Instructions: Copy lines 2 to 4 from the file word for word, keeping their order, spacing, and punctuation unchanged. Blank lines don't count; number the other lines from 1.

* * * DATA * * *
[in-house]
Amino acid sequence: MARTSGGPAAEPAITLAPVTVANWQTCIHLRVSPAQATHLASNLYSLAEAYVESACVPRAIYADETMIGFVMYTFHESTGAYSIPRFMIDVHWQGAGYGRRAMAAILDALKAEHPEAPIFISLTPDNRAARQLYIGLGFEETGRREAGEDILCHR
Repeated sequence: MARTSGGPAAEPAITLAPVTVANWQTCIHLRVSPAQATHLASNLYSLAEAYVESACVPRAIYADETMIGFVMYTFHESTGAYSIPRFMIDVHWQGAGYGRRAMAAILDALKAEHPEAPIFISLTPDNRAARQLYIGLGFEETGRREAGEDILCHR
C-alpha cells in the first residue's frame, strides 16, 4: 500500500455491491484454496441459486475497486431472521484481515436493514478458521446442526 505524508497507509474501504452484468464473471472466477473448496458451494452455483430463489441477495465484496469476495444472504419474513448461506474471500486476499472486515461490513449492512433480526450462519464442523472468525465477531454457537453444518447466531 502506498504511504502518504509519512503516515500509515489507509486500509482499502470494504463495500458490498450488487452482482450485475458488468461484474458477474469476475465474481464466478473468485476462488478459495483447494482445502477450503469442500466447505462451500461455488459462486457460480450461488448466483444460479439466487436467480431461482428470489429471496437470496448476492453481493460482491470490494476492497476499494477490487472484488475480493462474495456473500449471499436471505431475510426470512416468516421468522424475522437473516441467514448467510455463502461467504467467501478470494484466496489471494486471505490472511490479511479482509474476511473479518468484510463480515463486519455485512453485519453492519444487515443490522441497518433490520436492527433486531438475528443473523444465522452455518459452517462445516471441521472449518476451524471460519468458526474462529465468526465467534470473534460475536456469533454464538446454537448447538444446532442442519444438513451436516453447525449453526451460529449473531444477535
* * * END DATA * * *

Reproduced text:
Amino acid sequence: MARTSGGPAAEPAITLAPVTVANWQTCIHLRVSPAQATHLASNLYSLAEAYVESACVPRAIYADETMIGFVMYTFHESTGAYSIPRFMIDVHWQGAGYGRRAMAAILDALKAEHPEAPIFISLTPDNRAARQLYIGLGFEETGRREAGEDILCHR
Repeated sequence: MARTSGGPAAEPAITLAPVTVANWQTCIHLRVSPAQATHLASNLYSLAEAYVESACVPRAIYADETMIGFVMYTFHESTGAYSIPRFMIDVHWQGAGYGRRAMAAILDALKAEHPEAPIFISLTPDNRAARQLYIGLGFEETGRREAGEDILCHR
C-alpha cells in the first residue's frame, strides 16, 4: 500500500455491491484454496441459486475497486431472521484481515436493514478458521446442526 505524508497507509474501504452484468464473471472466477473448496458451494452455483430463489441477495465484496469476495444472504419474513448461506474471500486476499472486515461490513449492512433480526450462519464442523472468525465477531454457537453444518447466531 502506498504511504502518504509519512503516515500509515489507509486500509482499502470494504463495500458490498450488487452482482450485475458488468461484474458477474469476475465474481464466478473468485476462488478459495483447494482445502477450503469442500466447505462451500461455488459462486457460480450461488448466483444460479439466487436467480431461482428470489429471496437470496448476492453481493460482491470490494476492497476499494477490487472484488475480493462474495456473500449471499436471505431475510426470512416468516421468522424475522437473516441467514448467510455463502461467504467467501478470494484466496489471494486471505490472511490479511479482509474476511473479518468484510463480515463486519455485512453485519453492519444487515443490522441497518433490520436492527433486531438475528443473523444465522452455518459452517462445516471441521472449518476451524471460519468458526474462529465468526465467534470473534460475536456469533454464538446454537448447538444446532442442519444438513451436516453447525449453526451460529449473531444477535